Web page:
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Whistler councillor wants plastic ban by summer's end

Ottawa's plans for countrywide ban should help municipalities clear potential legal hurdles
plastic ban 'Whistler is beginning to look as a bit of a laggard on banning single-use plastic," said Councillor Arthur De Jong at a council meeting this week. 'We are not a laggard; we are a leader.". file photo

with ottawa laying the groundwork for a nationwide ban on single-use plastics as early as 2021, local Councillor Arthur De Jong wants Whistler to follow suit.

Coming on the heels of Prime Minister Justin Trudeau's announcement this week, De Jong, who oversees Whistler's environmental portfolio, said he expects a community ban to be formalized by the end of the summer.

"Whistler is beginning to look as a bit of a laggard on banning single-use plastic. We are not a laggard; we are a leader," De Jong said. "It's time to move on this."

Whistler has debated a ban in some form for years, with pushback from the retail sector and a fear over litigation typically cited as the main barriers.

As Pique reported last month, RMOW officials are said to be in favour of a ban, but fear potential legal repercussions after the City of Victoria was taken to court—for a second time—by the Canadian Plastic Bag Association following the introduction of a plastic-bag ban last summer.

But with Trudeau's announcement, De Jong believes the path has been cleared for the RMOW to begin implementing a ban of its own.

"When I read (Monday night) that the federal government was moving on this thing—and I need to do a lot more research on this—my sense was if the federal government is standing up and saying, 'We're going for it,' that it is a major icebreaker to get going on it and not be impeded by legislation," he said. "I don't want Whistler to be slow on this now. If we don't pick up the pace and drive it then we're not showing the leadership that, historically, we have."

Ottawa has remained vague on the details of a forthcoming ban—which has drawn criticism from Conservative leader Andrew Scheer—saying that the government will research which items it should ban and will follow the model used by the European Union, which voted in March to ban plastic items for which market alternatives already exist, such as single-use plastic cutlery, and items made of oxo-degradable plastics, such as bags.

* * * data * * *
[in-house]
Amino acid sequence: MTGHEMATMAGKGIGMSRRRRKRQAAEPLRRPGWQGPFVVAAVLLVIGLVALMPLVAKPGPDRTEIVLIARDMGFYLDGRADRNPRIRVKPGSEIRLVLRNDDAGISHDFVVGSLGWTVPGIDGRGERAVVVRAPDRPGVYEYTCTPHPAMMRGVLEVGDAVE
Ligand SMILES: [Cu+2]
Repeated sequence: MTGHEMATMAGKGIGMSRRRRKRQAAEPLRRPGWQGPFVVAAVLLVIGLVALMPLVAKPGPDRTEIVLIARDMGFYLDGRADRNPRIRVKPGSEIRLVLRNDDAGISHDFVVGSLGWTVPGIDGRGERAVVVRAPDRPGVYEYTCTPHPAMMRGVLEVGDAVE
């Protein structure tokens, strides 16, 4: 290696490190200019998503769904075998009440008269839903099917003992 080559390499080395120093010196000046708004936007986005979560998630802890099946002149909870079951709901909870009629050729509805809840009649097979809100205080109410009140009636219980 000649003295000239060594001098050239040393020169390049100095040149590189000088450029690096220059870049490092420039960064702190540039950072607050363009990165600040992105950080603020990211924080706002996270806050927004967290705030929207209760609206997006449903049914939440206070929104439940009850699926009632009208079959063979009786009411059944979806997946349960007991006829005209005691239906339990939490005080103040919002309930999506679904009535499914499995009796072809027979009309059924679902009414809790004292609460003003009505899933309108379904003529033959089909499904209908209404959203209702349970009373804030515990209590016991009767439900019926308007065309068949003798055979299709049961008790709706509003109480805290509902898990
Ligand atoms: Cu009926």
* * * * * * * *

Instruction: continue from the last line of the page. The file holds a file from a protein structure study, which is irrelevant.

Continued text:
De Jong's preference would be to focus on single-use plastics that he believes Whistlerites are already eschewing in large numbers. He said he recently spoke to staff members at the BC Liquor Store who estimated that "90 per cent" of locals refuse to use plastic bags at the store.

"When I already see how far locals have gone on this, the commitment is there, so let's formalize that commitment," De Jong added.

Coun. John Grills, who has a long career in retail, questioned a plastic-bag ban and worried over the environmental impact of reusable bags.

"The single-use bag, you need something to carry your product out from the grocery store," he said. "I'm also troubled by the extreme volume of reusable bags that seem to collect."

There has been some debate in scientific circles over what would make a viable alternative to the plastic bag. A U.K. study by the Environment Agency found that, to have a lower global warming potential than single-use plastic bags, a cotton bag would have to be used 131 times.

De Jong acknowledged that any ban would be a small part of a larger community effort to reduce waste, and said the initiative would have to be rolled out in "a responsible, methodical way" that allows businesses and households to participate in the most cost-effective way.

"Strategically, I need to look at where we make the greatest impacts, because ultimately it's about zero waste to landfill," De Jong said. "How much do straws really comprise of that? Not much. Food waste is huge, so I will always be asking the question: how do we drive better composting with the systems already here?"